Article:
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Executives at Sony Pictures altered parts of the forthcoming film Concussion in order to avoid legal problems with the NFL, The New York Times reports, based on emails revealed by hackers late last year. The film, directed by Peter Landesman, stars Will Smith as a doctor whose research on the long-term effects of repeated brain trauma sparked an ongoing controversy over the safety of professional football. A trailer for the movie, released this week, pits Smith's character in direct opposition with the NFL, but internal emails suggest that Sony, Landesman, and Smith's representatives aimed to soften its script and marketing.

Some "unflattering moments for the NFL" were deleted or altered, according to an email sent last August, and one of Sony's top lawyers took "most of the bite" out of the movie "for legal reasons with the NFL." Other emails detail discussions of how to market the film; press materials should mention Smith's personal affinity for football, executives suggested. Others were concerned with vilifying the entire organization, rather than a few individuals. "We'll develop messaging with the help of NFL consultant to ensure that we are telling a dramatic story and not kicking the hornet's nest," Dwight Caines, Sony Pictures' director of domestic marketing, said in an email to executives in August 2014.  A Sony spokeswoman tells the Times that the consultant was hired to work with the NFL, and was not an NFL employee.

"There was never an instance where we compromised the storytelling."

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An anonymous reader writes: Gizmodo's Annalee Newitz looked through the source code contained in the recent Ashley Madison data dump and found evidence that the company created tens of thousands of bot accounts designed to spur their male users into action by sending them messages. "The code tells the story of a company trying to weave the illusion that women on the site were plentiful and eager." The evidence suggests bots sent over 20 million messages on the website, and chatted with people over 11 million times. The vast majority of fake accounts — 70,529 to 43 — pretended to be female, and the users targeted were almost entirely men. Comments left in the code indicate some of the issues Ashley Madison's engineers had to solve: "randomizing start time so engagers don't all pop up at the same time" and "for every single state that has guest males, we want to have a chat engager." The AI was unsophisticated, though one type of bot would try to convince men to pay and then pass them to a real person.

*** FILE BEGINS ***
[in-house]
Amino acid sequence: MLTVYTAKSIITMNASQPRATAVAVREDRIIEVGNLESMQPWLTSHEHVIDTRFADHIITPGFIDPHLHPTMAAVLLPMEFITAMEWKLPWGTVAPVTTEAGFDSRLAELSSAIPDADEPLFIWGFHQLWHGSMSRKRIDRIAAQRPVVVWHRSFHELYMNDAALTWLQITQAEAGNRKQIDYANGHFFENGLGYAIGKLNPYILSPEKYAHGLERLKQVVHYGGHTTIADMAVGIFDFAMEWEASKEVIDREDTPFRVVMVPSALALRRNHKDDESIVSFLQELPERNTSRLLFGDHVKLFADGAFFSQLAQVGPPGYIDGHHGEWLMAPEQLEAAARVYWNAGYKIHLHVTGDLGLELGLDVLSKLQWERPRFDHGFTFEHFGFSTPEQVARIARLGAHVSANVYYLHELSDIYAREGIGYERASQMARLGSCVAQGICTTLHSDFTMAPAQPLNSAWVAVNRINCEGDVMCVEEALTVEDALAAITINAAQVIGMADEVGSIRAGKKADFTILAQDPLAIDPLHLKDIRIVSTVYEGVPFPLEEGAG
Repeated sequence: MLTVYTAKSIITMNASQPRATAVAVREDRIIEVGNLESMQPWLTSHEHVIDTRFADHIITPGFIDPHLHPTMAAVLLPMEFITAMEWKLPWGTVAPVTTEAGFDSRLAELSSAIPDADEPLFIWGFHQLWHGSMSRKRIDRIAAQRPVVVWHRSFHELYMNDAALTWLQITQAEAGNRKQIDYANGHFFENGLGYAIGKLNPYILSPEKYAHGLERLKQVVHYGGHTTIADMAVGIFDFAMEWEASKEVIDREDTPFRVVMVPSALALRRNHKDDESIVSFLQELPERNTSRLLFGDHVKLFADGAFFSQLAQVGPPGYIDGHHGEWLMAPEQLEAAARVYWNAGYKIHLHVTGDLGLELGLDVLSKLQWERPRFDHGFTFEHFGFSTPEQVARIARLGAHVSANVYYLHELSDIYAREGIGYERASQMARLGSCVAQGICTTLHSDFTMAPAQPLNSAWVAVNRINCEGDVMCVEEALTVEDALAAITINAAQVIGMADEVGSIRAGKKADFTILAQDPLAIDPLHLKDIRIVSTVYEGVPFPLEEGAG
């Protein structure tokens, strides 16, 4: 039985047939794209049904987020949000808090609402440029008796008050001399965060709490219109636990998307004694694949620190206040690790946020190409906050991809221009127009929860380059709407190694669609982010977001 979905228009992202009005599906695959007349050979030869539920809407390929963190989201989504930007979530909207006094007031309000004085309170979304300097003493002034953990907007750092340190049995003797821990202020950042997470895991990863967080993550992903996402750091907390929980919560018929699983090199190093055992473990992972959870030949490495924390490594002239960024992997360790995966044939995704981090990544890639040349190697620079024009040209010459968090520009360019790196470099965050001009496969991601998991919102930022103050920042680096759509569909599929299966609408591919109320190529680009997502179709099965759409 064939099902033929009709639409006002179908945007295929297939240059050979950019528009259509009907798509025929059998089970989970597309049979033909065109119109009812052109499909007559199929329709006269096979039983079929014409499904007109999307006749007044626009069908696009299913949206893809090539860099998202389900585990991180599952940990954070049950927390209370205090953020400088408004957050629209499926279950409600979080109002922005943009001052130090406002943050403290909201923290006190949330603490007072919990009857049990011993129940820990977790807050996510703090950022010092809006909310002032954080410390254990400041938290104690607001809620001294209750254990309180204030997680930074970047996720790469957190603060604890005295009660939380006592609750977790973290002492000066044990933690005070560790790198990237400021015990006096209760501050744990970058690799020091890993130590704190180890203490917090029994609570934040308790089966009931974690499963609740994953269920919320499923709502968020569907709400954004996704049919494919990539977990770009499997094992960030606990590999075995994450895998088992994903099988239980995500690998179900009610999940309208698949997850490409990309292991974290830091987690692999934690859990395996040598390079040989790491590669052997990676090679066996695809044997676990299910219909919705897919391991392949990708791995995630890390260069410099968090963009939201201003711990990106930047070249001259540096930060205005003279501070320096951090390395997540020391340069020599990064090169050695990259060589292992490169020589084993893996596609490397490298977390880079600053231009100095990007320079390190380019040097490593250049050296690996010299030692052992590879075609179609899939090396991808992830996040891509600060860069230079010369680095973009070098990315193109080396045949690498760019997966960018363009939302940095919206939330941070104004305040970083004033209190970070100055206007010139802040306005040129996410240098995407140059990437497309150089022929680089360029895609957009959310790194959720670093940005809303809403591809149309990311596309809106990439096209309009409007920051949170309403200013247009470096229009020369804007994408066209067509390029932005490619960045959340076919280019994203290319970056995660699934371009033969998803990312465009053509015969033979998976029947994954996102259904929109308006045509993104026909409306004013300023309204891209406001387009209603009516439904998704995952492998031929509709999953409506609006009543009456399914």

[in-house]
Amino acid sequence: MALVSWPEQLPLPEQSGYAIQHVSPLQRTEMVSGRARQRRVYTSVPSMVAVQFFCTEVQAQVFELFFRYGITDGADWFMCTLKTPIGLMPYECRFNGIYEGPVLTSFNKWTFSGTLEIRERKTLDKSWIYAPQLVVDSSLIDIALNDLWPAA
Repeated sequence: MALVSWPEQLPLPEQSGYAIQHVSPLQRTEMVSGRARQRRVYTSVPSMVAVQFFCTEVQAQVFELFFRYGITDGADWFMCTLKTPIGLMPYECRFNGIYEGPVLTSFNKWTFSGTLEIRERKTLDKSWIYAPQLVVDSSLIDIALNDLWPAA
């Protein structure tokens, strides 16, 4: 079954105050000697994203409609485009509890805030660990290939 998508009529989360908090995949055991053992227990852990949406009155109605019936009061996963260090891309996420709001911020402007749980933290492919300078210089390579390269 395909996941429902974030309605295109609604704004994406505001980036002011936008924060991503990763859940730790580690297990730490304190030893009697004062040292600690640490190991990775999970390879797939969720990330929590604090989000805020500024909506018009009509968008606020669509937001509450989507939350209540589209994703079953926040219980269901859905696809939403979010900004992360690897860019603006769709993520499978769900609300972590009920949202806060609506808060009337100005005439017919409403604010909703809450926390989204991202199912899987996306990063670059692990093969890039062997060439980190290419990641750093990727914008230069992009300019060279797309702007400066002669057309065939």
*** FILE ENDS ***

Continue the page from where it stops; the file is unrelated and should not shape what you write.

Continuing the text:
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The Wall Street Journal has obtained a nominal "win" in a Stingray-related legal action aimed at unsealing electronic surveillance orders, but the decision reads more like a loss. Jennifer Valentino-Devries reports:

In the order, made after a series of legal motions brought by the Journal’s publisher, Dow Jones & Co., U.S. District Judge Nelva Gonzales Ramos of the Southern District of Texas found that Dow Jones has a legal right to see government applications for surveillance, an idea the U.S. Justice Department had fought. But she agreed with the Justice Department that the requested documents shouldn't be disclosed yet because the 14 applications, dating from 2010 to 2013, all relate to continuing cases.